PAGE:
[Ed. – Hey, we don’t write it. We’re just passing it on.]
On Yom Kippur, Jews take account of our souls, an intense reflective process called cheshbon hanefesh. This year, when I search my soul, I’ll be focused on confronting my own white privilege.
The Jewish community is far from uniform, but in aggregate we have done well. We have experienced that quintessential American transition, from an immigrant community facing daily discrimination, to a group that is now well represented in top universities, desirable careers and sought-after ZIP codes.
Refusing to acknowledge the role that our predominant whiteness played in this transition requires willful blindness. On Yom Kippur, the Day of Atonement, we must ask: Have we arranged our lives in ways that allow us to ignore the suffering of other Americans? …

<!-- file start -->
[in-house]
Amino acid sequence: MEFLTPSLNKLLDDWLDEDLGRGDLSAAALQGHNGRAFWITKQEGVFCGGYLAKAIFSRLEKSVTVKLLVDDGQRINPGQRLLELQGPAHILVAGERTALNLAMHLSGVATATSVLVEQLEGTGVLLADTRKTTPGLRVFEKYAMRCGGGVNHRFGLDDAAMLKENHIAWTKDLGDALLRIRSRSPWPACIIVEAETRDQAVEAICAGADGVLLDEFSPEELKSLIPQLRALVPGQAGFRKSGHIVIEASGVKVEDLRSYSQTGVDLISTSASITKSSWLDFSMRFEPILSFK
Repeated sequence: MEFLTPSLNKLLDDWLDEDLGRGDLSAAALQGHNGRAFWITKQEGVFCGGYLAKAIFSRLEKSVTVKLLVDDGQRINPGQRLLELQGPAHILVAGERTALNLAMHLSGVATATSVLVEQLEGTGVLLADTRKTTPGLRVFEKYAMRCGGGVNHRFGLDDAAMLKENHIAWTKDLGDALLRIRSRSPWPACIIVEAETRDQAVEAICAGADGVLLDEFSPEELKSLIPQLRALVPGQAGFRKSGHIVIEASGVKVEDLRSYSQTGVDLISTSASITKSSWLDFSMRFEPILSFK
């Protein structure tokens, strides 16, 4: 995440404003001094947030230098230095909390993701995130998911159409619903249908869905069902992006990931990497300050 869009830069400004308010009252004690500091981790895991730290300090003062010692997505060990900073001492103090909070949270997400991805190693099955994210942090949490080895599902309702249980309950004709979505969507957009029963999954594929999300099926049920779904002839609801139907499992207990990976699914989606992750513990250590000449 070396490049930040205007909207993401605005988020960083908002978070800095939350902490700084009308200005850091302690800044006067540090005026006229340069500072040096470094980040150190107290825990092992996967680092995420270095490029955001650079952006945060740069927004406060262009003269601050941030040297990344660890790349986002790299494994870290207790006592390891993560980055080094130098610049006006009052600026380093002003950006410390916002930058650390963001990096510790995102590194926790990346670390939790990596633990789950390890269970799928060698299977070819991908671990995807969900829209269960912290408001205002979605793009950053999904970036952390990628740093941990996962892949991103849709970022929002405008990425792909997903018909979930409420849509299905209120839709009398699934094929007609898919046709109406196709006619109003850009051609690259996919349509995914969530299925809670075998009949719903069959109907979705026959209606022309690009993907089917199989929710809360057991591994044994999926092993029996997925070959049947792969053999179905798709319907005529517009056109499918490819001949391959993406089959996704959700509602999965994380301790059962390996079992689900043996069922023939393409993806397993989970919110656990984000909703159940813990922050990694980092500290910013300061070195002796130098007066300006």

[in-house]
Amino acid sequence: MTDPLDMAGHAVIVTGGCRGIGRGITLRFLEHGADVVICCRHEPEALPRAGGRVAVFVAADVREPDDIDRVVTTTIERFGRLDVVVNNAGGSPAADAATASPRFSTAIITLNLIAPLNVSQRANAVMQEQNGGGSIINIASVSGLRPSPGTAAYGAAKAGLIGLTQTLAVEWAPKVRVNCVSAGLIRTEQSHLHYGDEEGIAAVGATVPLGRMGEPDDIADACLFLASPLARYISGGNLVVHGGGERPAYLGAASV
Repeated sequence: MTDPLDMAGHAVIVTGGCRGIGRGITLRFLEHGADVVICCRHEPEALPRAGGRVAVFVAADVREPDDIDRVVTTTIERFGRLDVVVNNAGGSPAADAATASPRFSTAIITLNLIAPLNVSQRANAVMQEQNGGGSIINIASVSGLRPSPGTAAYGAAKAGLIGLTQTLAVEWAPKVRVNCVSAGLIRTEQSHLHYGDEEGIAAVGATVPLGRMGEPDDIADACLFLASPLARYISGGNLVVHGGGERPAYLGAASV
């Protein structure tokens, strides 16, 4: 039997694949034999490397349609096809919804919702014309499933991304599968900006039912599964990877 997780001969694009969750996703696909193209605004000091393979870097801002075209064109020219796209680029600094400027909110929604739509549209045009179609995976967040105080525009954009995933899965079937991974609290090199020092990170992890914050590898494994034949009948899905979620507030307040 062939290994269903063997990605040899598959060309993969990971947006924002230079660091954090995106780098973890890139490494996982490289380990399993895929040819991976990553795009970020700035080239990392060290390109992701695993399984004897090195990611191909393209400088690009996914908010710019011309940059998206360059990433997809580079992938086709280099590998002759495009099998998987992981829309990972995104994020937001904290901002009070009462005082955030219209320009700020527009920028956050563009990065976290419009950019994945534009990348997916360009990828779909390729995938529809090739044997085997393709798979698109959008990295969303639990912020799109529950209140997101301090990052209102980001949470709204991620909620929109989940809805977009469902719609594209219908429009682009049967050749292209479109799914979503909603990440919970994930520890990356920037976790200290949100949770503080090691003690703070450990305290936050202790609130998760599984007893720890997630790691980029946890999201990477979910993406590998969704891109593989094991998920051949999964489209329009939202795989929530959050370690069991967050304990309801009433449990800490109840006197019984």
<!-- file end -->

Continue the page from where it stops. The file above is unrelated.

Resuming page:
The Supreme Court’s evisceration of…[the] Voting Rights Act in Shelby v. Holder three years ago was a clarion call for the Reform Jewish movement. During the first presidential election in more than 50 years without the full protection of the Voting Rights Act, we are compelled to protect the right to vote. We must defend and encourage electoral participation, among all Americans and especially among people of color who are targeted – with “surgical precision” in the words of a North Carolina judge – by voter suppression efforts underway in several states.